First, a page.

The Flight Attendants at the new American have worked very hard and waited a long time to see improvements to our wages and work rules. The JNC’s goal is to convince the arbitration panel to award an Agreement that contains $112 million in annual improvements as close to the end of this year as possible.
As was reported last week, the National Mediation Board facilitated mediation between the company and APFA. Unfortunately, the meetings were not fruitful. APFA asked for the following four items, and all were rejected:
1. Postpone arbitration and continue to negotiate.
2. Postpone arbitration and let the pilots’ arbitration take place before ours.
3. Agree to a new arbitration standard, making the ceiling the same value as the T/A.
4. Put the arbitrated agreement and the T/A up for a membership vote once the arbitration is completed.
Dental Insurance Disparity Resolved
For several months, the Joint Negotiating Committee has been working with the company to address the disparity in the dental insurance options between the LAA Flight Attendants’ and management’s dental plans. After much discussion, management has agreed to offer LAA Flight Attendants a third option for dental insurance for 2015 at a very low cost. This option brings with it an annual maximum benefit of $1,500 (as opposed to the current plans’ annual max of $1,000).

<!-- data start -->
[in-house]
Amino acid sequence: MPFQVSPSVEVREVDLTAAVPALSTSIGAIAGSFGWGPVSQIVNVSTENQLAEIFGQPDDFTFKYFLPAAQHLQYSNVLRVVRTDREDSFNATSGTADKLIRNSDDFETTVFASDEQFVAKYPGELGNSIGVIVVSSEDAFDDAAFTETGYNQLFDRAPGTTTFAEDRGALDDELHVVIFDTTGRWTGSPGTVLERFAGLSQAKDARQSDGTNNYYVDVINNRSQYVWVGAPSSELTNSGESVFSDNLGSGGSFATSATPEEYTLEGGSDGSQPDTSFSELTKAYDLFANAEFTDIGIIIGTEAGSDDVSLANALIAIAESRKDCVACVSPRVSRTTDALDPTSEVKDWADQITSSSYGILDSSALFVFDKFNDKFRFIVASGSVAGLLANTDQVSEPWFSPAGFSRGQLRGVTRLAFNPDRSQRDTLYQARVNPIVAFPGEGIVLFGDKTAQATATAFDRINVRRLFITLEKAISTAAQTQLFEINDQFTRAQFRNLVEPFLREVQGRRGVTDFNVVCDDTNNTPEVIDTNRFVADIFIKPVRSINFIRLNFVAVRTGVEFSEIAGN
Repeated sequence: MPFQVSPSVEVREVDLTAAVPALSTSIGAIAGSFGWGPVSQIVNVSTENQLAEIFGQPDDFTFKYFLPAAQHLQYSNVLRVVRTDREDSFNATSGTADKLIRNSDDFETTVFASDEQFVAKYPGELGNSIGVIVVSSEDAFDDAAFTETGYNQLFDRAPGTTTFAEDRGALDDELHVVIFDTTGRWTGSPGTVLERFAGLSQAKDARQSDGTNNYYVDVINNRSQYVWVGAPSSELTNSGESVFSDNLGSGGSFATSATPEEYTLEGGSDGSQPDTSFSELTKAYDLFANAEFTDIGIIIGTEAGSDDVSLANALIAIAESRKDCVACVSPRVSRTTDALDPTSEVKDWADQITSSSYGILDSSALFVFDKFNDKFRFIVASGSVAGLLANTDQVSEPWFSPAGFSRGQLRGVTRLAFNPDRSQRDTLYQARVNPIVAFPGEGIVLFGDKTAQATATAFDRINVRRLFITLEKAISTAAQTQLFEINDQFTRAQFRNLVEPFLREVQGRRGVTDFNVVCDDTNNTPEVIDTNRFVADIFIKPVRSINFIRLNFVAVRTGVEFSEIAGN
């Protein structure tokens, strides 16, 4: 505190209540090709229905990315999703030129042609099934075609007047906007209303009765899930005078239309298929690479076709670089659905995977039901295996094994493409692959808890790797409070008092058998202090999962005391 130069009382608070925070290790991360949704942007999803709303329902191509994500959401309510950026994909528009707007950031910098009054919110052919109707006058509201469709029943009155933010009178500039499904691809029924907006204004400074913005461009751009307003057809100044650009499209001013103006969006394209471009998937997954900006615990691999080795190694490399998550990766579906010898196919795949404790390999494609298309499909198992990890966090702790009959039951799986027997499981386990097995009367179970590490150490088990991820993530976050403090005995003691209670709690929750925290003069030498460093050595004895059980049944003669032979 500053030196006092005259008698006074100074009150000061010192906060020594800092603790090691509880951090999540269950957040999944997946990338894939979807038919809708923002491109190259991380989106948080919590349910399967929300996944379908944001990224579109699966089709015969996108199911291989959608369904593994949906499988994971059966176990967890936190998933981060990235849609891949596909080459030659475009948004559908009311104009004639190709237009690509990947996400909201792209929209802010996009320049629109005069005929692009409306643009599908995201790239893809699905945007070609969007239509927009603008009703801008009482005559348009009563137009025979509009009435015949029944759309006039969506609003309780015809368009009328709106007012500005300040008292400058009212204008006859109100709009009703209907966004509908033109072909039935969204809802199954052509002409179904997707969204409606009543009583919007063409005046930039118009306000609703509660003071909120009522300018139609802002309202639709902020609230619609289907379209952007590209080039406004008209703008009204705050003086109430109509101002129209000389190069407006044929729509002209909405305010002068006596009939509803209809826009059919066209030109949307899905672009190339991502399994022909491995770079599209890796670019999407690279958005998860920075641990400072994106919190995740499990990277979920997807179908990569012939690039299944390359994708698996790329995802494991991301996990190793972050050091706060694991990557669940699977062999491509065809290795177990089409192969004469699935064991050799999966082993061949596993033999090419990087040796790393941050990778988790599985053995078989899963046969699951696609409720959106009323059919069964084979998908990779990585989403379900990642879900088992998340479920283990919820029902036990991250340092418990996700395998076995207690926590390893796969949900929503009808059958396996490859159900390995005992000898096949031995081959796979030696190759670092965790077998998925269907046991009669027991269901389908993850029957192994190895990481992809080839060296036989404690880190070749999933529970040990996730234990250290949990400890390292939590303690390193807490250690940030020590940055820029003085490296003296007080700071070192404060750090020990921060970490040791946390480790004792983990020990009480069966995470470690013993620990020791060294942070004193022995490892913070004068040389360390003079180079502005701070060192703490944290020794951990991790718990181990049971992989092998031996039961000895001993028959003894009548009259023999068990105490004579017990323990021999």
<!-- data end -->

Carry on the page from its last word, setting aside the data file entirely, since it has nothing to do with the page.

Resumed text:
Because of this new plan offering, the company will be opening up an enrollment window for Flight Attendants some time in December. If selected, this benefit will go into effect beginning January 1, 2015. Please stay tuned to this hotline for further information.
Q & A’s
Q: Why is the market-based value in the proposal $112 million instead of $111 million?
A: On November 6, Delta Airlines announced improvements to their Flight Attendant compensation package that increased the value of their Terms of Employment and caused a $1 million annual increase in the market-based contract valuation.
These improvements include:
• 1-hour increase to recurrent training pay and credit*
• $10 daily increase to per diem during training (from $25 day to $35 day)
• 50-cent an hour increase to domestic flight leader pay (from $2.70 to $3.20)
• 25-cent increase to hourly purser premium pay (from $5.40 to $5.65 per hour
*The improvements to training pay and per diem are scheduled to go into effect on January 1, 2015, while the premium pay increases are slated for April 1, 2015.
Q: Why were the cuts taken from wages alone in the arbitration proposal?